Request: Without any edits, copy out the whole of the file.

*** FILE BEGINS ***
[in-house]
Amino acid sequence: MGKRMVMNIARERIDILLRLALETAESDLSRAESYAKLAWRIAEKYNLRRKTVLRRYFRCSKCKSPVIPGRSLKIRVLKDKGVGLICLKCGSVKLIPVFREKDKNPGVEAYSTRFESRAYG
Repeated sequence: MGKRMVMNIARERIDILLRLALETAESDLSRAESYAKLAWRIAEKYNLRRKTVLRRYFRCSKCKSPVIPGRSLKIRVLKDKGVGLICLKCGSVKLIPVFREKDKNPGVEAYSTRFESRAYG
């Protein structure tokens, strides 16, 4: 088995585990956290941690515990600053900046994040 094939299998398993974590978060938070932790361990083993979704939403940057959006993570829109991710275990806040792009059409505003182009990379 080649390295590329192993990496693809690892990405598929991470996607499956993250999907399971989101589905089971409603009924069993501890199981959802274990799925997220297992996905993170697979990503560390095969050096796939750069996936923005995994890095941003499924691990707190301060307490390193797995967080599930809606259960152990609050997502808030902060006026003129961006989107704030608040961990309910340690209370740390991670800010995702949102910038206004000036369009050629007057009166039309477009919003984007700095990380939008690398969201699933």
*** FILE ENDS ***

[in-house]
Amino acid sequence: MGKRMVMNIARERIDILLRLALETAESDLSRAESYAKLAWRIAEKYNLRRKTVLRRYFRCSKCKSPVIPGRSLKIRVLKDKGVGLICLKCGSVKLIPVFREKDKNPGVEAYSTRFESRAYG
Repeated sequence: MGKRMVMNIARERIDILLRLALETAESDLSRAESYAKLAWRIAEKYNLRRKTVLRRYFRCSKCKSPVIPGRSLKIRVLKDKGVGLICLKCGSVKLIPVFREKDKNPGVEAYSTRFESRAYG
């Protein structure tokens, strides 16, 4: 088995585990956290941690515990600053900046994040 094939299998398993974590978060938070932790361990083993979704939403940057959006993570829109991710275990806040792009059409505003182009990379 080649390295590329192993990496693809690892990405598929991470996607499956993250999907399971989101589905089971409603009924069993501890199981959802274990799925997220297992996905993170697979990503560390095969050096796939750069996936923005995994890095941003499924691990707190301060307490390193797995967080599930809606259960152990609050997502808030902060006026003129961006989107704030608040961990309910340690209370740390991670800010995702949102910038206004000036369009050629007057009166039309477009919003984007700095990380939008690398969201699933």